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RFC 1838 - Use of the X.500 Directory to support mapping between


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Network Working Group                                           S. Kille
Request for Comments: 1838                              ISODE Consortium
Category: Experimental                                       August 1995

      Use of the X.500 Directory to support mapping between X.400
                         and RFC 822 Addresses

Status of this Memo

   This memo defines an Experimental Protocol for the Internet
   community.  This memo does not specify an Internet standard of any
   kind.  Discussion and suggestions for improvement are requested.
   Distribution of this memo is unlimited.

Abstract

   This document defines how to use directory to support the mapping
   between X.400 O/R Addresses and mailboxes defined in RFC 1327 [2].

1.  X.400/RFC 822 Mappings

   RFC 1327 defines an algorithm for maintaining a global mapping
   between X.400 and RFC 822 addresses directory [2].  RFC 1327 also
   defines a table based mechanism for maintaining this mapping.  There
   is substantial benefit to maintaining this mapping within the
   directory.  In particular, this will lead to an approach for managing
   the mapping which is both distributed and scalable.

   Mechanisms for representing O/R Address and Domain hierarchies within
   the DIT are defined in [1, 5].  These techniques are used to define
   two independent subtrees in the DIT, which contain the mapping
   information.  The benefits of this approach are:

   1.  The mapping information is kept in a clearly defined area which
       can be widely replicated in an efficient manner.  The tree is
       constrained to hold only information needed to support the
       mapping.  This is important as gateways need good access to the
       entire mapping.

   2.  It facilitates migration from the currently deployed table-based
       approach.

   3.  It handles the issues of "missing components" in a natural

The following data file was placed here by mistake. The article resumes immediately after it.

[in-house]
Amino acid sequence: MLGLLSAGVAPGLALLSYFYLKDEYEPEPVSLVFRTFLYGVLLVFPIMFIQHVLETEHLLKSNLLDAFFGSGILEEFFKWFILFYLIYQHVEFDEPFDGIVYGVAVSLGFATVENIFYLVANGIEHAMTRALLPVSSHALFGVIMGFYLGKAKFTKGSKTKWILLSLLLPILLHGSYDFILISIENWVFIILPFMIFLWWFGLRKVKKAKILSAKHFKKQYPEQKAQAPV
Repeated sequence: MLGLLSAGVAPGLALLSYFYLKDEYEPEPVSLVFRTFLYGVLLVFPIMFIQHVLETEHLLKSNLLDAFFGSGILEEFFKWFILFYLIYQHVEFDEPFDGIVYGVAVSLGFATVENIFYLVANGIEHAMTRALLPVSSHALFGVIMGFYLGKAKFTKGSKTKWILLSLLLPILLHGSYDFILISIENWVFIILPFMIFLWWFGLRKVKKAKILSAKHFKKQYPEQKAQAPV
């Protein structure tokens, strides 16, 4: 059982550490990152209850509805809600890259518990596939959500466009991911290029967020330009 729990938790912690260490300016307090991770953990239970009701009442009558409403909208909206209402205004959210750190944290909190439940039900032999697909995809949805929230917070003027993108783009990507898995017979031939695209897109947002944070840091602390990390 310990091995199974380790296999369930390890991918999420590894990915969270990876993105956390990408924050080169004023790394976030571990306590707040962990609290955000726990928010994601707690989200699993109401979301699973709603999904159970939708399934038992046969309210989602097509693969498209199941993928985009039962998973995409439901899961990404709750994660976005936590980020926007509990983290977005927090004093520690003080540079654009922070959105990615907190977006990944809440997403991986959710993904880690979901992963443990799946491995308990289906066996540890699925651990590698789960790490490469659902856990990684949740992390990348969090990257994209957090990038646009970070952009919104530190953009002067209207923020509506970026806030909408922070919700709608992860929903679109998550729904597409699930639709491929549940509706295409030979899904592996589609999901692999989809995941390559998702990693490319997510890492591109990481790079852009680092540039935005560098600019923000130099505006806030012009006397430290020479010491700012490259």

manner.

          An alternative approach which is not taken is to locate the
          information in the routing subtrees.  The benefits of this
          would be:

        o  It is the "natural" location, and will also help to
           ensure correct administrative authority for a mapping
           definition.

        o  The tree will usually be accessed for routing, and so it
           will be efficient for addresses which are being routed.

          This is not done, as the benefits of the approach proposed
          are greater.

   There are three mappings, which are represented by two subtrees
   located under:

   OU=X.400/RFC 822 Mapping,  O=Internet

   These subtree roots are of object class subtree, and use the
   mechanism for representing subtrees defined in [4].

   X.400 to RFC 822 This table gives the equivalence mapping from X.400
       to RFC 822.  There is an O/R Address tree under this.  An example
       entry is:

       PRMD=UK.AC, ADMD=Gold 400, C=GB, CN=X.400 to RFC 822,
       OU=X.400/RFC 822 Mapping,  O=Internet

   RFC 822 to X.400 There is a domain tree under this.  This table holds
       the equivalence mapping from RFC 822 to X.400, and the gateway
       mapping defined in RFC 1327.  An example entry is:

       DomainComponent=ISODE, DomainComponent=COM,
       CN=RFC 822 to X.400,
       OU=X.400/RFC 822 Mapping,  O=Internet

   The values of the table mapping are defined by use of two new object
   classes, as specified in Figure 1.  The objects give pointers to the
   mapped components.

2.  Omitted Components

   In RFC 1327, it is possible to have omitted components in O/R
   Addresses on either side of the mapping.  A mechanism to represent
   such omitted components is defined in Figure 2.

   The attribute at-or-address-component-type is set to the X.500
   attribute type associated with the omitted component (e.g., at-prmd-
   name).  This mechanism is for use only within the X.400 to RFC 822
   subtree and for the at-associated-or-address attribute.

-----------------------------------------------------------------------
rFC822ToX400Mapping OBJECT-CLASS ::= {
    SUBCLASS OF {domain-component}
    MAY CONTAIN {
        associatedORAddress|
        associatedX400Gateway}
    ID oc-rfc822-to-x400-mapping}

x400ToRFC822Mapping OBJECT-CLASS ::= {
    SUBCLASS OF {top}
    MAY CONTAIN {                                                   10
        associatedDomain}
    ID oc-x400-to-rfc822-mapping}

associatedORAddress ATTRIBUTE ::= {
    SUBTYPE OF distinguishedName
    SINGLE VALUE
    ID at-associated-or-address}

                                                                    20
associatedX400Gateway ATTRIBUTE ::= {
    SUBTYPE OF mhs-or-addresses
    MULTI VALUE
    ID at-associated-x400-gateway}

associatedDomain ATTRIBUTE ::= {
    SUBTYPE OF name
    WITH SYNTAX caseIgnoreIA5String
    SINGLE VALUE
    ID at-associated-domain}                                        30

             Figure 1:  ObjectClasses for RFC 1327 mappings

-----------------------------------------------------------------------
omittedORAddressComponent OBJECT-CLASS ::=
        SUBCLASS OF {top}
        MUST Contain {
                oRAddressComponentType
        }
        ID oc-omitted-or-address-component}

oRAddressComponentType ATTRIBUTE ::= {
        SUBTYPE OF  objectIdentifier                                10
        SINGLE VALUE
        ID at-or-address-component-type}

                Figure 2:  Omitted O/R Address Component